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According to Economic Survey 2023-24, India is back to pre-pandemic growth with broad based recovery. Indian services sector continues to the source of strength with 9% growth in current year. Tax buoyancy is now being witnessed under GST regime.

India is likely to witness GDP growth of 6.0 per cent to 6.8 per cent in 2023-24, depending on the trajectory of economic and political developments globally. Economic survey 2022-23 projects a baseline GDP growth of 6.5 per cent in real terms in FY24. Economy is expected to grow at 7 per cent (in real terms) for the year ending march 2023, this follows an 8.7 per cent growth in the previous financial year. The optimistic growth forecasts stem from a number of positives like the rebound of private consumption given a boost to production activity, higher Capital Expenditure (Capex), near-universal vaccination coverage enabling people to spend on contact-based services, such as restaurants, hotels, shopping malls, and cinemas, as well as the return of migrant workers to cities to work in construction sites leading to a significant decline in housing market inventory, the strengthening of the balance sheets of the Corporates, a well-capitalised public sector banks ready to increase the credit supply and the credit growth to the Micro, Small, and Medium Enterprises (MSME) sector etc.

Union Budget 2023-24 has been presented by the Finance Minister in the Parliament. It has been built on the foundation in place and blueprint for India@100. It states that our current year’s economic growth is estimated to be at 7 per cent. It is notable that this is the highest among all the major economies. This is in spite of the massive slowdown globally caused by Covid-19 and a war. The Indian economy is therefore, on the right track, and despite times of challenges, it is heading towards a bright future. Indian economy has become a lot more formalised as reflected in the EPFO membership more than doubling to 27 crore, and 7,400 crore digital payments of Rs. 126 lakh crore through UPI in 2022.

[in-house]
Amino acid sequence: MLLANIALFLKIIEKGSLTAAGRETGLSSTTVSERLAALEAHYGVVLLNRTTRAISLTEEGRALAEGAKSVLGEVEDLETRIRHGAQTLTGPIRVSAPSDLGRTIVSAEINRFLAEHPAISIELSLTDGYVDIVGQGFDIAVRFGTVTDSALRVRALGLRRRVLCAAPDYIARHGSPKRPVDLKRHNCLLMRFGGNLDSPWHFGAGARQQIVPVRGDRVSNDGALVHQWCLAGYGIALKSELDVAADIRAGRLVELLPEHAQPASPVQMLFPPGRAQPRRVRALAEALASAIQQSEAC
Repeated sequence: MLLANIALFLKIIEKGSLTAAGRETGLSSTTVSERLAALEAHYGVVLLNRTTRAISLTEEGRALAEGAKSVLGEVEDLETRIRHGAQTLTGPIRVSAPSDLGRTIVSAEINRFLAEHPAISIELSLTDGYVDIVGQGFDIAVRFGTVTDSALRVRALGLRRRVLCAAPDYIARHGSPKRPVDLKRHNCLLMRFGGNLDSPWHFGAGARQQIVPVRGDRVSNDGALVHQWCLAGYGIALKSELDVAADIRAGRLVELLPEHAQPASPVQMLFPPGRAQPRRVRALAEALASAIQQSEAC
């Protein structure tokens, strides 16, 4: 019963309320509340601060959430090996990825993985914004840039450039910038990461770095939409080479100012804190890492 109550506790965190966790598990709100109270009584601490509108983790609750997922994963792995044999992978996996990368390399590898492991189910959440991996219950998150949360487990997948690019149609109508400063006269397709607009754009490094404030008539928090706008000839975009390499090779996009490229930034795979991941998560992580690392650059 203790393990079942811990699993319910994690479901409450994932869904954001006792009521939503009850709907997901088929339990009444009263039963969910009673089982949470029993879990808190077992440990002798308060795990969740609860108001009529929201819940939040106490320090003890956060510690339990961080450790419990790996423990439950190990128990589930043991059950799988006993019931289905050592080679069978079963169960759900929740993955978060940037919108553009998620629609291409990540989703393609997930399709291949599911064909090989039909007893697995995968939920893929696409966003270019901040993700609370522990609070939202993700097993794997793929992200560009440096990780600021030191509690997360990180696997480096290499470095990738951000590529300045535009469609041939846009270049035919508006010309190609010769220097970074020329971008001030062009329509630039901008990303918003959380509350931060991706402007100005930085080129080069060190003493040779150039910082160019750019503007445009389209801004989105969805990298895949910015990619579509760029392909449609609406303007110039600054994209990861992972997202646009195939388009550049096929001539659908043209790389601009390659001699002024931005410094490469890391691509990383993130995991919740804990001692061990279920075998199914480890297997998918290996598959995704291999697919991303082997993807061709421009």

Its vision for the Amrit Kaal includes technology-driven and knowledge-based economy with strong public finances, and a robust financial sector. The economic agenda for achieving this vision focuses on three things: first, facilitating ample opportunities for citizens, especially the youth, to fulfil their aspirations; second, providing strong impetus to growth and job creation; and third, strengthening macro-economic stability.

The Budget adopts the following seven priorities. They complement each other and act as the ‘Saptarishi’- Inclusive Development, Reaching the Last Mile, Infrastructure and Investment, Unleashing the Potential, Green Growth, Youth Power and Financial Sector.

The direct and indirect tax proposals are aimed at simplification and rationalization in this last full budget before general elections in 2024. However, many expectations have not been met in the Budget, particularly in relation to personal taxation, exemptions etc. Nothing major has been done in GST as it requires recommendations of the GST Council while customs duties have been rationalized. Provisions in relation to GST on input tax credit, returns etc have been amended. Information sharing among other departments has also been provided for.